After a months-long search, the city of Durham is getting closer to choosing its next police chief. The city manager has announced two finalists: Deputy Chief Cerelyn Davis with the Atlanta Police Department and Major Michael Smathers of the Charlotte-Mecklenburg police.
Durham City Manager Tom Bonfield says each candidate has had extensive and successful law enforcement careers.
“They consistently demonstrated a commitment to police professionalism, transparency, accountability, and a positive relationship with the communities they serve,” he said.
Davis serves over the Strategy and Special Projects Division of the City of Atlanta Police Department. As deputy chief, she oversees units like Public Affairs, Crime Analysis and Community Liaison. She was also selected as commander of the department’s Homeland Security Unit and ran the Intelligence and Organized Crime Unit, Gun and Gang Unit, and Cyber Crimes Unit, among other responsibilities. Over the last 28 years, she’s held positions as a patrol officer, detective and sergeant.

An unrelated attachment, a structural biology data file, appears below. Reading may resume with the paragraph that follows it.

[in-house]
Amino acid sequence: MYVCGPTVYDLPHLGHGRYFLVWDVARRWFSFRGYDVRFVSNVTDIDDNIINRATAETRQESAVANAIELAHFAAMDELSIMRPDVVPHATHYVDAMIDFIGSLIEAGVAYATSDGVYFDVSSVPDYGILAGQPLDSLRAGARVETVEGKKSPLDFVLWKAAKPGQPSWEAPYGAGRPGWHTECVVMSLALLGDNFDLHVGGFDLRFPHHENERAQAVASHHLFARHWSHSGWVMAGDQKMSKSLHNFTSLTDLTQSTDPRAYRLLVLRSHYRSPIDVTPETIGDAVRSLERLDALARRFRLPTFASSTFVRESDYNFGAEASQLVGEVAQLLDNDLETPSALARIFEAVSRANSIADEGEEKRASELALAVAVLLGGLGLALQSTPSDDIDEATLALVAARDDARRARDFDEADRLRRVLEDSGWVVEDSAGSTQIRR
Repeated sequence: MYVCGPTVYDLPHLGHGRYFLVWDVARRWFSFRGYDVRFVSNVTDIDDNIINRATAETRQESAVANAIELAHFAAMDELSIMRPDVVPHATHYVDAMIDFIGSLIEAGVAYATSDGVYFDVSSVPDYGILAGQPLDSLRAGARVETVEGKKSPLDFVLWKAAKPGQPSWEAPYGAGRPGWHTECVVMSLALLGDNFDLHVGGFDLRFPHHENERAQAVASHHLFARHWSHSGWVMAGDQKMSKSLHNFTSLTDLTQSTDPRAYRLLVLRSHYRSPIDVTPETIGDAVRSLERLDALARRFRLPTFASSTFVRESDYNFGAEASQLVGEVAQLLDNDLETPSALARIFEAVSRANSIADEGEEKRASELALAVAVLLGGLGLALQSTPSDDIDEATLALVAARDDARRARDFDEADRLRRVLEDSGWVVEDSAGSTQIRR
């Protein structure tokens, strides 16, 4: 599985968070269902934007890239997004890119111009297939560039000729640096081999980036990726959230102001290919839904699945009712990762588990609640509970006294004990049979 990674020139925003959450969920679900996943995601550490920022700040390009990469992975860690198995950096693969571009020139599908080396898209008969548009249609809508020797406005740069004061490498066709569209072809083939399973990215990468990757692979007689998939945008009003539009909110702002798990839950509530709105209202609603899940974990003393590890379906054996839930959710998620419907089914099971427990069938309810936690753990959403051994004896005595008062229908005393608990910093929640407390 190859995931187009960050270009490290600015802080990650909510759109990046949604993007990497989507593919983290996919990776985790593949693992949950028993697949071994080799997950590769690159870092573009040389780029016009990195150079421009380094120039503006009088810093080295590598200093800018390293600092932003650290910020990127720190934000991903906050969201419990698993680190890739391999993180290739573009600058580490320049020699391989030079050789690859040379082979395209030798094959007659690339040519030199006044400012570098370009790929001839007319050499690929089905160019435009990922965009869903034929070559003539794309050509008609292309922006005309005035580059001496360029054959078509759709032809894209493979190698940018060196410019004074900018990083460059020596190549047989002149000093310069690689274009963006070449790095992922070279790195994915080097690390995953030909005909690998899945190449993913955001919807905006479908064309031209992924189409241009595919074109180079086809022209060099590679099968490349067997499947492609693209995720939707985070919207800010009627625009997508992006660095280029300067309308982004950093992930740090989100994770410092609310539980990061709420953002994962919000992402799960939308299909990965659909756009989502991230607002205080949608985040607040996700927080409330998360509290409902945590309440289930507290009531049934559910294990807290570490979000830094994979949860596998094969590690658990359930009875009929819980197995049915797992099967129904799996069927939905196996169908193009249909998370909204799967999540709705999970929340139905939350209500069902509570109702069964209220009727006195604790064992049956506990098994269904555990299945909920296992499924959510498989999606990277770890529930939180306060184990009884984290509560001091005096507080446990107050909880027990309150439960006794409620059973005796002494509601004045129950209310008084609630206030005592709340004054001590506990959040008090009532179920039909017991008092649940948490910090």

Smathers currently oversees the Field Services Group, which includes three divisions and more than 300 police officers. He’s worked with the Charlotte police department since 1994, serving in divisions that include uniform patrol, criminal investigations, SWAT and police training. While serving as the captain of the Charlotte Eastway Patrol Division, he received a Chief’s Community Policing award for his leadership and help in reducing crime.
Reverend Mark-Anthony Middleton, a spokesman for the community group Durham CAN, has been involved in the search. He observed the candidates during a mock press conference, calling them “impressive.”
“[They were] capable of handling the room under pressure and the media firing questions at you in a sort of a rapid succession type of way,” Middleton explains.
Middleton says the search is an opportunity to not only find a new leader, but to change the culture of policing in the city.
“This is an important opportunity for us to communicate in a full-throated, clear way: that we, as residents of Durham, want a community-based police model in effect as opposed to broken windows or pure interdiction, you know when something's wrong they show up,” Middleton explains.
Durham is looking to replace former Chief Jose Lopez. Lopez was pushed into retirement following concerns with the department and a rising violent crime rate.